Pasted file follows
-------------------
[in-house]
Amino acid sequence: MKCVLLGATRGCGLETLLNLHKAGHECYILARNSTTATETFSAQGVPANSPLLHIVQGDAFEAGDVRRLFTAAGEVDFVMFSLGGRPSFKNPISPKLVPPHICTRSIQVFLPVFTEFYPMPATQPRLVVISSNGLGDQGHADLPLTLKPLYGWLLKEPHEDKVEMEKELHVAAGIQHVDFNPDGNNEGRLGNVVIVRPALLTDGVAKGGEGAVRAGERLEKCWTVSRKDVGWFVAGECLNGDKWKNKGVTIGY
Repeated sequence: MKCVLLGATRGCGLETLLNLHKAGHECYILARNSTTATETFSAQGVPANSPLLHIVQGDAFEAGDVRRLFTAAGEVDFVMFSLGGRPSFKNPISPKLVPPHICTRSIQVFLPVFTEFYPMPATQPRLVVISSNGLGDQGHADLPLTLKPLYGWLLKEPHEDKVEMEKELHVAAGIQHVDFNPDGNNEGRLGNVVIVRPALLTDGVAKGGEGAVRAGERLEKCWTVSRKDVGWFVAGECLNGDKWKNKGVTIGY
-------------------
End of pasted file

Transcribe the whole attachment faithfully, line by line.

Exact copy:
[in-house]
Amino acid sequence: MKCVLLGATRGCGLETLLNLHKAGHECYILARNSTTATETFSAQGVPANSPLLHIVQGDAFEAGDVRRLFTAAGEVDFVMFSLGGRPSFKNPISPKLVPPHICTRSIQVFLPVFTEFYPMPATQPRLVVISSNGLGDQGHADLPLTLKPLYGWLLKEPHEDKVEMEKELHVAAGIQHVDFNPDGNNEGRLGNVVIVRPALLTDGVAKGGEGAVRAGERLEKCWTVSRKDVGWFVAGECLNGDKWKNKGVTIGY
Repeated sequence: MKCVLLGATRGCGLETLLNLHKAGHECYILARNSTTATETFSAQGVPANSPLLHIVQGDAFEAGDVRRLFTAAGEVDFVMFSLGGRPSFKNPISPKLVPPHICTRSIQVFLPVFTEFYPMPATQPRLVVISSNGLGDQGHADLPLTLKPLYGWLLKEPHEDKVEMEKELHVAAGIQHVDFNPDGNNEGRLGNVVIVRPALLTDGVAKGGEGAVRAGERLEKCWTVSRKDVGWFVAGECLNGDKWKNKGVTIGY